Employees operate within a social context, one that works by informal social norms and peer pressures. Ignoring such insight from the behavioral sciences, both the IIA and its critics have failed to recognize that formal systems and processes putting practice to the 3LoD model are themselves fundamentally reliant upon countless personal interactions along collaborative networks of risk staff.
Each such network will have its own rules for membership: behavioral norms that must be adopted, with violators facing peer ostracism. These informal yet profound drivers of decision and action play out among the multitude of peer-connections that effectively constitute the Three Lines. Without appreciation of this, the Three Lines Model is not just impoverished, it is inoperable.
The Basel Committee on Banking Supervision (BCBS) defines Operational Risk as the risk of loss resulting from inadequate or failed processes, systems, and people, or by external events. Firms focus attention and resources on processes, systems and guarding against external threats (e.g., cybersecurity). They have been far less successful at addressing the people element.
Uncrossing the Lines
Strategically targeted management interventions, along key behavioral fault lines, are necessary if the Three Lines framework is to achieve its potential. Fortunately, advances in behavioral science and data technology have now enabled the creations of tools that make this easier.
With this development, there are three main areas where we see opportunity.
1. “Even if functions in the second line of defence are organisationally independent, they may lack sufficient skills and expertise to challenge effectively practices and controls in the first line,” the BIS observes. As a result, the 2nd Line can be too deferential, or too restrictive, depending on the prevailing influence from the C-suite and – critically – the levels of trust at work between the Lines. This disconnect typically extends to the 3rd Line as well which, the BIS notes, is often too far removed from the rest of the business to provide appropriate guidance and support.
Dynamics over Structure: Rather than emphasizing structural changes, management must focus on building stronger linkages and more robust engagement between the 1st and 2nd Lines. Trust is critical to such peer exchange. Shifting responsibilities to the 1st Line, without attending to the interpersonal trust dynamics between employees and teams, leaves the critical enabling element of the Three Lines model to chance.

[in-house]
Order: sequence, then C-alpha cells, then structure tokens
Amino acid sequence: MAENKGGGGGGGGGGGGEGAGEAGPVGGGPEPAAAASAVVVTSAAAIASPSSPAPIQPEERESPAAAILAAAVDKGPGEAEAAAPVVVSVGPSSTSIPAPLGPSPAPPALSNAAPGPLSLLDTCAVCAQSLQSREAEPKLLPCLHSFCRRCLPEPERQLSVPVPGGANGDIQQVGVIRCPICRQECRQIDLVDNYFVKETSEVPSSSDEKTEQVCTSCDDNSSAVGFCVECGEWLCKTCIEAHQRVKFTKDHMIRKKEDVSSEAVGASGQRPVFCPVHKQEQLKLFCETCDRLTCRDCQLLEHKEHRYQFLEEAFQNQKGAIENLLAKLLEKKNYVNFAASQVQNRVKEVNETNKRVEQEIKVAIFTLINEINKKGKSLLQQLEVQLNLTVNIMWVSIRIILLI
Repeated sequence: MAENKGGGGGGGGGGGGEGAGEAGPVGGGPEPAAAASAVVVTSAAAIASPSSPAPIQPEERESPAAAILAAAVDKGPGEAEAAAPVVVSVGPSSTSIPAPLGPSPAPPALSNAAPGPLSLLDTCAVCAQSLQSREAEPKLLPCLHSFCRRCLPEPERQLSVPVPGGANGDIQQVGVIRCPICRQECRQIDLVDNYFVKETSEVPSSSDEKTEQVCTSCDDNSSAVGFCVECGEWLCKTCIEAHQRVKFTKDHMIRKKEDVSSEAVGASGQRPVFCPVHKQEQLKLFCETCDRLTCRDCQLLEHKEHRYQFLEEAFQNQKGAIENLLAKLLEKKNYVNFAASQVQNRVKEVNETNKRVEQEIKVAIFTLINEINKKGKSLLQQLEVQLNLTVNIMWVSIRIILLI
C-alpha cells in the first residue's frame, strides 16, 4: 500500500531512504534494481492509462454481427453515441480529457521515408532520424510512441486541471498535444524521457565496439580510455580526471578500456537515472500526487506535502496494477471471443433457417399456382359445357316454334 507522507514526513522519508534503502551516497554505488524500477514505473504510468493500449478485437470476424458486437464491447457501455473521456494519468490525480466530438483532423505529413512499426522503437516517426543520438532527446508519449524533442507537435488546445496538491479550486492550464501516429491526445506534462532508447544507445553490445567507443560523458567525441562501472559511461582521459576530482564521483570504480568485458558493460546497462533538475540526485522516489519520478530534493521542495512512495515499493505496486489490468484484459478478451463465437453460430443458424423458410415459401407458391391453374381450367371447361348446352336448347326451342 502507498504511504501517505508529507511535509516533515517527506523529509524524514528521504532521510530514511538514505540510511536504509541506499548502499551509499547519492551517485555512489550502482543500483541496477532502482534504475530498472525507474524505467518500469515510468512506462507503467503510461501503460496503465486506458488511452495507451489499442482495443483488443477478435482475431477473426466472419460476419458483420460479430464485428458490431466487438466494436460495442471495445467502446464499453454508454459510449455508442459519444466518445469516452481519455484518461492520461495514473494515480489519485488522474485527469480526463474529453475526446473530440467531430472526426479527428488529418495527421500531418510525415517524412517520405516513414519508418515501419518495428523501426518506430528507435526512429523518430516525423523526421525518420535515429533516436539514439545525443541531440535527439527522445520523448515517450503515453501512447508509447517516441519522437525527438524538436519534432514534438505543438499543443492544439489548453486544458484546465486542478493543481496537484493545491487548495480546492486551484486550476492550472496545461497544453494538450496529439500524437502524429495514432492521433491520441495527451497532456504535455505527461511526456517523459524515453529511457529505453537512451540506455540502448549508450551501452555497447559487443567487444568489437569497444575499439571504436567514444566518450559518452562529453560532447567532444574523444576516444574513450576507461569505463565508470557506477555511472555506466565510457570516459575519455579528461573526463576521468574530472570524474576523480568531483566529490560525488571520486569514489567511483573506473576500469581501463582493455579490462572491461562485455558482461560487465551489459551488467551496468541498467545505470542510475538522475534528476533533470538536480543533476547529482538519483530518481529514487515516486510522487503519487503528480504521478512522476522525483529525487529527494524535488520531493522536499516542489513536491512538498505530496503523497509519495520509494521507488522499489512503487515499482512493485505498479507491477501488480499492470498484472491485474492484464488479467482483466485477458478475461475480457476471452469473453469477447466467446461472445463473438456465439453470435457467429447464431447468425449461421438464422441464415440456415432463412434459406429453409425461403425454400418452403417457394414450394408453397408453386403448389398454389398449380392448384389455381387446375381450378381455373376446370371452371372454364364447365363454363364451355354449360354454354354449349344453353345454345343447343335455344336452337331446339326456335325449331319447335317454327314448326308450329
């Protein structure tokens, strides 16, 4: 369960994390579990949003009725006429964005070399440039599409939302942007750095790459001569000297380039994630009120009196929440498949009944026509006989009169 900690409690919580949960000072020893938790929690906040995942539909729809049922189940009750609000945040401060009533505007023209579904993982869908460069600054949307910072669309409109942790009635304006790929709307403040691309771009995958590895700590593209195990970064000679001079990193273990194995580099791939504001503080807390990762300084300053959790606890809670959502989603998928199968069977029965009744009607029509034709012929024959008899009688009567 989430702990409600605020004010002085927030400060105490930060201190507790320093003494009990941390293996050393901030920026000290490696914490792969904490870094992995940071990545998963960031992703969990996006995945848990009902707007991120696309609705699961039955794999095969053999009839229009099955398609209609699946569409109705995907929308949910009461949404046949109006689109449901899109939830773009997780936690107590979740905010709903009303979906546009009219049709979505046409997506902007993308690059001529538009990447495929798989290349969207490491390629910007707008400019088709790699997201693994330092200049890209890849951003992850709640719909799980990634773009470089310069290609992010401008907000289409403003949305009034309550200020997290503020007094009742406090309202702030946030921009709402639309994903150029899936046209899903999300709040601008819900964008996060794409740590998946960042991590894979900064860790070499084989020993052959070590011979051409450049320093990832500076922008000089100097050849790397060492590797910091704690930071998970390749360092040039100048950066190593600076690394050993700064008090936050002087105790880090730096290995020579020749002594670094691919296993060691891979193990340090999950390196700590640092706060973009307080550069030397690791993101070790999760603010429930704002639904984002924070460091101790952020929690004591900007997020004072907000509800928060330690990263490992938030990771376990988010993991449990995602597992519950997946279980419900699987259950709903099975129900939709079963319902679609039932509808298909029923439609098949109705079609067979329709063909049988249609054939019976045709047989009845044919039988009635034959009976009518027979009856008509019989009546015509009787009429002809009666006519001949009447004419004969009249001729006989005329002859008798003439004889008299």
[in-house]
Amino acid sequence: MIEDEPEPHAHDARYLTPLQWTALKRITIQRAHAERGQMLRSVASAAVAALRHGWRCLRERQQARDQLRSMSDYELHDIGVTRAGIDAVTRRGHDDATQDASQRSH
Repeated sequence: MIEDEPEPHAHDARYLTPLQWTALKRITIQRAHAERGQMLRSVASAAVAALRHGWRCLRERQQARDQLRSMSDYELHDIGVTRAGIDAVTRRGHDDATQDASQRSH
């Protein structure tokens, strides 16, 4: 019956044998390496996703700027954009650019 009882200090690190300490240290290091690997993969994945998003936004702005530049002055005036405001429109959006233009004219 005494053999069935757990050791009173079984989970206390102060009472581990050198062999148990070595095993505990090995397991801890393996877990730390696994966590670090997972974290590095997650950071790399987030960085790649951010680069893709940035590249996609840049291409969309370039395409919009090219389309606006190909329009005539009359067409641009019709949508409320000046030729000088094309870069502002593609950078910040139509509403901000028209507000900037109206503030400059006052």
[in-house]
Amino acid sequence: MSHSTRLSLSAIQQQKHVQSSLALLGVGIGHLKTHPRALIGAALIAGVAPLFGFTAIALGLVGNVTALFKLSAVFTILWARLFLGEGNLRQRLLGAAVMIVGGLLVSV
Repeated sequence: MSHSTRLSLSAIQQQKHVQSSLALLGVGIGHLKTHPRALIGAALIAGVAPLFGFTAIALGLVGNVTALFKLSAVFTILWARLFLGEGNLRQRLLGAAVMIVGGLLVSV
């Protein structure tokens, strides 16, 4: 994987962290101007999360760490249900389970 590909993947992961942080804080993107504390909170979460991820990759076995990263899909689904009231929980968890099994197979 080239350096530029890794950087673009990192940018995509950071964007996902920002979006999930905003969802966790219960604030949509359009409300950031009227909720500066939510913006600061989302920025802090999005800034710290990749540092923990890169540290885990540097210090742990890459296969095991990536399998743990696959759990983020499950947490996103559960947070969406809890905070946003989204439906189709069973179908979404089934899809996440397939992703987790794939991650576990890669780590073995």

2. The 1st Line faces conflicts between interest in short term pursuit of profit and nebulous risks that may not manifest. Moreover, calculus around operational risk is necessarily based on subjective management judgment. When pressed, such qualitative risk assessments simply cannot compete with quantitative metrics – most particularly, those at the bottom line.
Contagion over Control: With leadership blind to these conflicts, conduct risks are permitted to spread, contagion-like and undetected, throughout a firm. Surveillance and monitoring systems may catch conduct violations, but only after damage has been done. More meaningful safeguards may be achieved through cultivation of a culture that encourages challenge and speak-up behavior, and within which staff feels encouraged to push back the moment they perceive that risky behaviors threaten to take hold.
3. Most 3LoD frameworks fail to acknowledge “the company behind the chart” or to take into account the dynamics of social influence (‘culture’) that drive propensity for misconduct. As such, they do little to permit for proactive insight into the likelihood of risk events. With a focus instead on maintaining “systems of record” by which to track process driven exercises, conduct risk management becomes a Kabuki theater in which tick-box efforts are valued over efficacy.
People over Process: If it is to be of any value at all, process-based reporting must be complemented by an ability to view the organization through a cultural lens that allows us to peer into the social dynamics that produce conduct risk propensities. Advances in behavioral science, network theory, and machine learning now make this possible, enabling us to anticipate performance outcomes, to commit resources in a more timely, efficient and effective manner, and to manage risks proactively.
Establishing such capabilities is all the more important when staff are primarily working from home. Now more than ever, we need real-time, data driven metrics that provide leading indicators of misconduct before it takes hold, and insight into the relational pathways by which misconduct is most likely to spread.
An ability to identify predilection for misconduct would permit for proactive management interventions, targeted precisely. Such capabilities would empower the 1st Line to manage risk exposures from the front-foot. Moreover, these capabilities may be devoted towards unlocking improved business performance as well as discouraging misconduct.
“When you change the way you look at things,” Max Plank once said, “the things you look at change.”
Erich Hoefer is COO and co-founder of US Regtech firm Starling; Mark Cooke is former Group Head of Operational Risk at HSBC and former Chairman of ORX, now serving on Starling’s Risk & Governance Advisory Board; Thomas Curry was Comptroller of the Currency, the U.S. agency that regulates and supervises national banks, now serving as a Senior Regulatory Advisor to Starling.
Thomson Reuters Risk Intelligence ran an earlier version of this article on 2 September 2020.